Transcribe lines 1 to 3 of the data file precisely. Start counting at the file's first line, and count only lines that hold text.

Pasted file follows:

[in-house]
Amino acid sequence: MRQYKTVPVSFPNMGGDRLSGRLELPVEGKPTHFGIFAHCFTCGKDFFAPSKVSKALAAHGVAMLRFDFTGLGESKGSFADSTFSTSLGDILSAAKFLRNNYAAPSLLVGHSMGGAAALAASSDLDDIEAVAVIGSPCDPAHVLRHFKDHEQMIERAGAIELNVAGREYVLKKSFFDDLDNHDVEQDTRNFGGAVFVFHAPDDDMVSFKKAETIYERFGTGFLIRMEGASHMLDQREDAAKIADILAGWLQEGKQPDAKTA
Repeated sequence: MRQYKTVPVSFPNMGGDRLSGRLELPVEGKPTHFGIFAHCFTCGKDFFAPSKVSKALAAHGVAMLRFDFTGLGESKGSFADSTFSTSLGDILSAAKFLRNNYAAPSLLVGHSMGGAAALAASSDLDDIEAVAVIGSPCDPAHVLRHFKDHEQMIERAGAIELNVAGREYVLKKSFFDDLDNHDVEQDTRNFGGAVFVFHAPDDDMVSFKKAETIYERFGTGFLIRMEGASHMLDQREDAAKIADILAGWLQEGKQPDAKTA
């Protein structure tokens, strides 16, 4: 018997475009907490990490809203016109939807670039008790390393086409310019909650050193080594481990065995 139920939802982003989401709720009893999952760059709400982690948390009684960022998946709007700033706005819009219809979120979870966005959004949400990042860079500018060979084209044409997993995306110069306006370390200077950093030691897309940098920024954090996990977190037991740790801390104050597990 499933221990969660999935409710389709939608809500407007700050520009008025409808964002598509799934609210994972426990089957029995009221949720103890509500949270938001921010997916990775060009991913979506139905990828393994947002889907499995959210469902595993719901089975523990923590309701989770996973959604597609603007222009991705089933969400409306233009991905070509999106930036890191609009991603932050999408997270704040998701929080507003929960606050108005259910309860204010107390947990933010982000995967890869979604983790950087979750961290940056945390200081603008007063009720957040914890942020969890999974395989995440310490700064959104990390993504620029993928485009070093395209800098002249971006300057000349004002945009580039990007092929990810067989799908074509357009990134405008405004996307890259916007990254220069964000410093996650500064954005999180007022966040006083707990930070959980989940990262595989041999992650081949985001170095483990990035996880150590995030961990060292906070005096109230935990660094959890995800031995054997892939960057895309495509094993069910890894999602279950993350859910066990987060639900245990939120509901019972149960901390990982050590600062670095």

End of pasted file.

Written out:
[in-house]
Amino acid sequence: MRQYKTVPVSFPNMGGDRLSGRLELPVEGKPTHFGIFAHCFTCGKDFFAPSKVSKALAAHGVAMLRFDFTGLGESKGSFADSTFSTSLGDILSAAKFLRNNYAAPSLLVGHSMGGAAALAASSDLDDIEAVAVIGSPCDPAHVLRHFKDHEQMIERAGAIELNVAGREYVLKKSFFDDLDNHDVEQDTRNFGGAVFVFHAPDDDMVSFKKAETIYERFGTGFLIRMEGASHMLDQREDAAKIADILAGWLQEGKQPDAKTA
Repeated sequence: MRQYKTVPVSFPNMGGDRLSGRLELPVEGKPTHFGIFAHCFTCGKDFFAPSKVSKALAAHGVAMLRFDFTGLGESKGSFADSTFSTSLGDILSAAKFLRNNYAAPSLLVGHSMGGAAALAASSDLDDIEAVAVIGSPCDPAHVLRHFKDHEQMIERAGAIELNVAGREYVLKKSFFDDLDNHDVEQDTRNFGGAVFVFHAPDDDMVSFKKAETIYERFGTGFLIRMEGASHMLDQREDAAKIADILAGWLQEGKQPDAKTA